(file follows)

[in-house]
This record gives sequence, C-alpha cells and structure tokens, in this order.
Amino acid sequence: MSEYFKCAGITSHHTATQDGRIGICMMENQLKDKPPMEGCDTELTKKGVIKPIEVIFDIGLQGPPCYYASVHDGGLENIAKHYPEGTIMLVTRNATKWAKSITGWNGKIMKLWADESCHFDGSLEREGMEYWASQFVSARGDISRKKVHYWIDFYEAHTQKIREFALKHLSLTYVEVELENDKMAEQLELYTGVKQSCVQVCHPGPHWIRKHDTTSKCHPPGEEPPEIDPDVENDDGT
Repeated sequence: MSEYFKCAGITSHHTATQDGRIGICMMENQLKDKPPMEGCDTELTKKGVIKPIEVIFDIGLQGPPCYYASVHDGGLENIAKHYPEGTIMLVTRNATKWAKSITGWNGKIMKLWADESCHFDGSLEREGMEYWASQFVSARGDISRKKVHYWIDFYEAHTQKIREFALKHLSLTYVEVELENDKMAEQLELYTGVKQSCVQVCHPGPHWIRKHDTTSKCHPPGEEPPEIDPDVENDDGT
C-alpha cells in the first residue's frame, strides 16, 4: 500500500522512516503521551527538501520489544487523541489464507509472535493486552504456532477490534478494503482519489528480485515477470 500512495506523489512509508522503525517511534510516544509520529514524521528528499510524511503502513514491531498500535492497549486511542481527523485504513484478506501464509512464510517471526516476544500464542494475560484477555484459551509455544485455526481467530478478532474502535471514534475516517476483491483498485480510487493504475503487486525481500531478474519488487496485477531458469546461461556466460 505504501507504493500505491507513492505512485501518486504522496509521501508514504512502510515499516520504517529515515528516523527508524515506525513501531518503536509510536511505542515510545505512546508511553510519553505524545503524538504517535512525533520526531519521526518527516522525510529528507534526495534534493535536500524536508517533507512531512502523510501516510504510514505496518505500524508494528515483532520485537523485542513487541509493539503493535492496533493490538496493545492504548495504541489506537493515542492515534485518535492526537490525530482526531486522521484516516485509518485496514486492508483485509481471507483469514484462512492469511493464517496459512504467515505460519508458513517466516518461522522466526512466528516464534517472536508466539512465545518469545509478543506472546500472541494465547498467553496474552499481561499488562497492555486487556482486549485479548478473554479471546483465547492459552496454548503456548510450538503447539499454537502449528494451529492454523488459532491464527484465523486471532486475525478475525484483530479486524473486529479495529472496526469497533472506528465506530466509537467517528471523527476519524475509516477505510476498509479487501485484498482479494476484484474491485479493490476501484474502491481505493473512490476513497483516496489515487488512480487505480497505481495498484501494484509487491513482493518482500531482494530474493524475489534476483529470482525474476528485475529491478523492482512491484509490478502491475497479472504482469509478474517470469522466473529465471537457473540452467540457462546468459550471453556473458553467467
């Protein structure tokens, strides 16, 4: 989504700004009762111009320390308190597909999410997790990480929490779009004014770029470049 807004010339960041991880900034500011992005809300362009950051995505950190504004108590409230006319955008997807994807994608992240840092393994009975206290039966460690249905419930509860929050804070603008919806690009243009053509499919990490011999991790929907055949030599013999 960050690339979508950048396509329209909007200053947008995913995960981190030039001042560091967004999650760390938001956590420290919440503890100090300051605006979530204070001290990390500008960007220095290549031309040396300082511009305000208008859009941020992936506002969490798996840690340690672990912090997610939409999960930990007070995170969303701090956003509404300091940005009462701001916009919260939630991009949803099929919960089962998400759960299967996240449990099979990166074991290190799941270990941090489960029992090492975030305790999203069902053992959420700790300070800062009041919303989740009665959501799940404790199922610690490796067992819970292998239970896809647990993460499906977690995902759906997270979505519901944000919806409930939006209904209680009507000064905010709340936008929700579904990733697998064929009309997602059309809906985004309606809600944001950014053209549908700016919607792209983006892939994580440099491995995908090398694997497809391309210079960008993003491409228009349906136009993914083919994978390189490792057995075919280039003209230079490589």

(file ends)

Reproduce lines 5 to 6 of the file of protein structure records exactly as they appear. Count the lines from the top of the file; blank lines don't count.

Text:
C-alpha cells in the first residue's frame, strides 16, 4: 500500500522512516503521551527538501520489544487523541489464507509472535493486552504456532477490534478494503482519489528480485515477470 500512495506523489512509508522503525517511534510516544509520529514524521528528499510524511503502513514491531498500535492497549486511542481527523485504513484478506501464509512464510517471526516476544500464542494475560484477555484459551509455544485455526481467530478478532474502535471514534475516517476483491483498485480510487493504475503487486525481500531478474519488487496485477531458469546461461556466460 505504501507504493500505491507513492505512485501518486504522496509521501508514504512502510515499516520504517529515515528516523527508524515506525513501531518503536509510536511505542515510545505512546508511553510519553505524545503524538504517535512525533520526531519521526518527516522525510529528507534526495534534493535536500524536508517533507512531512502523510501516510504510514505496518505500524508494528515483532520485537523485542513487541509493539503493535492496533493490538496493545492504548495504541489506537493515542492515534485518535492526537490525530482526531486522521484516516485509518485496514486492508483485509481471507483469514484462512492469511493464517496459512504467515505460519508458513517466516518461522522466526512466528516464534517472536508466539512465545518469545509478543506472546500472541494465547498467553496474552499481561499488562497492555486487556482486549485479548478473554479471546483465547492459552496454548503456548510450538503447539499454537502449528494451529492454523488459532491464527484465523486471532486475525478475525484483530479486524473486529479495529472496526469497533472506528465506530466509537467517528471523527476519524475509516477505510476498509479487501485484498482479494476484484474491485479493490476501484474502491481505493473512490476513497483516496489515487488512480487505480497505481495498484501494484509487491513482493518482500531482494530474493524475489534476483529470482525474476528485475529491478523492482512491484509490478502491475497479472504482469509478474517470469522466473529465471537457473540452467540457462546468459550471453556473458553467467
């Protein structure tokens, strides 16, 4: 989504700004009762111009320390308190597909999410997790990480929490779009004014770029470049 807004010339960041991880900034500011992005809300362009950051995505950190504004108590409230006319955008997807994807994608992240840092393994009975206290039966460690249905419930509860929050804070603008919806690009243009053509499919990490011999991790929907055949030599013999 960050690339979508950048396509329209909007200053947008995913995960981190030039001042560091967004999650760390938001956590420290919440503890100090300051605006979530204070001290990390500008960007220095290549031309040396300082511009305000208008859009941020992936506002969490798996840690340690672990912090997610939409999960930990007070995170969303701090956003509404300091940005009462701001916009919260939630991009949803099929919960089962998400759960299967996240449990099979990166074991290190799941270990941090489960029992090492975030305790999203069902053992959420700790300070800062009041919303989740009665959501799940404790199922610690490796067992819970292998239970896809647990993460499906977690995902759906997270979505519901944000919806409930939006209904209680009507000064905010709340936008929700579904990733697998064929009309997602059309809906985004309606809600944001950014053209549908700016919607792209983006892939994580440099491995995908090398694997497809391309210079960008993003491409228009349906136009993914083919994978390189490792057995075919280039003209230079490589």